The Right To Be Left Alone By Recruiters

Die deutschsprachige Version dieses Artikels findet sich bei ⟶ medienrot.

Recently someone on Twitter shared a list of over 1.000 Slack communities with his 4.700 mostly HR-focussed followers.

Many in the recruitment business would call that striking gold since these communities contain millions of people (read: future hires commission) neatly sorted by industry, profession, country, sometimes even gender or sexual orientation.

And while the part of me that recruits people was eager to sift through the list, another part was cautious. Do these people want to be approached by a recruiter? Is there something like a "right to be left alone by recruiters"?

Shame

The tech industry is probably most affected by the boom of the recruitment agencies. Not a surprise then that the posts by software developers complaining about misconduct, lack of professionalism, and outright stalking by the industry's black sheep are aplenty:

And there are recruiters like ⟶ Ionut Roghina, who give the inside perspective on why the industry is where it is: What’s the Deal with IT Recruitment Agencies?

No wonder the counter measures developers take are becoming less and less polite:

Know your sh**t

But there is also the technology side of technology recruitment: Not a day goes by without a new "find anyone's hidden email address"-service. Websites that gather email conventions of corporates so you only need to enter the persons name and you'll get their [email protected] to conveniently stalk, spam, and bother them until they delete their LinkedIn profiles or their boss finds out. Browser plugins that deliver you all the social media accounts of a person you just found LinkedIn aren't even something special. And I get it, the hunters instinct needs this.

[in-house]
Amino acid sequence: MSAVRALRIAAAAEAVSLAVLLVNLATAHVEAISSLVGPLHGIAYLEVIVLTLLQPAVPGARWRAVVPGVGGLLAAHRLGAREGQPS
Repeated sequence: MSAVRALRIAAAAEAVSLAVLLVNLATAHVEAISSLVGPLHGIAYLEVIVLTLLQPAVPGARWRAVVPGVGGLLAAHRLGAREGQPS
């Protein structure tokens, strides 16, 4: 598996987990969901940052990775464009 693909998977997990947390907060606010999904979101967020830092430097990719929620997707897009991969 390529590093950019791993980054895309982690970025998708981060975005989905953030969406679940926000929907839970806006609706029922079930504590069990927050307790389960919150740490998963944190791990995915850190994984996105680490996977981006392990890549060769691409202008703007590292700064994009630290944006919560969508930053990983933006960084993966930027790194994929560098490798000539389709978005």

And companies aren't necessarily better off. Not a day goes by without a recruiter from Dublin on London calling or emailing me a version of "I trust you're busy so let me keep this short". Without the slightest idea of our hiring needs let alone our tech stack they send my profiles of "some great candidates I'm currently working with". The emails usually contain a footer reading "By receiving this email you agree to our terms of service" like contracts worked this way.

Recruiters have actually lied their way past our switchboard to be connected to the developers. Five minutes later, weirded-out by the experience came to me and complained - while I had the same recruiter on the line trying to sell me the replacement.

I wonder whether the business model to hire 21y/o graduates, make them stalk people online, and sell them to the highest bidder for a fee is sustainable.

Let's hope it's not.

Sebastian Dietrich

I live in Berlin and run the HR department of a digital design and branding agency.

Berlin

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